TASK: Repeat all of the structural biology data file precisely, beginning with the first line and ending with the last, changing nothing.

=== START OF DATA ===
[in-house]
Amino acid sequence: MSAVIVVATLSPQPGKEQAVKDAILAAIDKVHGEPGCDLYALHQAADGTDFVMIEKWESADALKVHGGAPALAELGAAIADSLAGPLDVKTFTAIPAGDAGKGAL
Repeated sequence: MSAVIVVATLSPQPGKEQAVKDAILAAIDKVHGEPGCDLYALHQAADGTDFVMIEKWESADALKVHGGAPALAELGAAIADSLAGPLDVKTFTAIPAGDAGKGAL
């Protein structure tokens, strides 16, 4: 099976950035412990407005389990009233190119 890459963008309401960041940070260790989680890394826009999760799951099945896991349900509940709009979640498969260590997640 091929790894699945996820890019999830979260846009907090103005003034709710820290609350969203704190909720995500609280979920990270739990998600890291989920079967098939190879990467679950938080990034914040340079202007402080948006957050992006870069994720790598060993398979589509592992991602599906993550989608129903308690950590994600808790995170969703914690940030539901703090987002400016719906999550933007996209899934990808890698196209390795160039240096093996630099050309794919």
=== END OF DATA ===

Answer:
[in-house]
Amino acid sequence: MSAVIVVATLSPQPGKEQAVKDAILAAIDKVHGEPGCDLYALHQAADGTDFVMIEKWESADALKVHGGAPALAELGAAIADSLAGPLDVKTFTAIPAGDAGKGAL
Repeated sequence: MSAVIVVATLSPQPGKEQAVKDAILAAIDKVHGEPGCDLYALHQAADGTDFVMIEKWESADALKVHGGAPALAELGAAIADSLAGPLDVKTFTAIPAGDAGKGAL
């Protein structure tokens, strides 16, 4: 099976950035412990407005389990009233190119 890459963008309401960041940070260790989680890394826009999760799951099945896991349900509940709009979640498969260590997640 091929790894699945996820890019999830979260846009907090103005003034709710820290609350969203704190909720995500609280979920990270739990998600890291989920079967098939190879990467679950938080990034914040340079202007402080948006957050992006870069994720790598060993398979589509592992991602599906993550989608129903308690950590994600808790995170969703914690940030539901703090987002400016719906999550933007996209899934990808890698196209390795160039240096093996630099050309794919």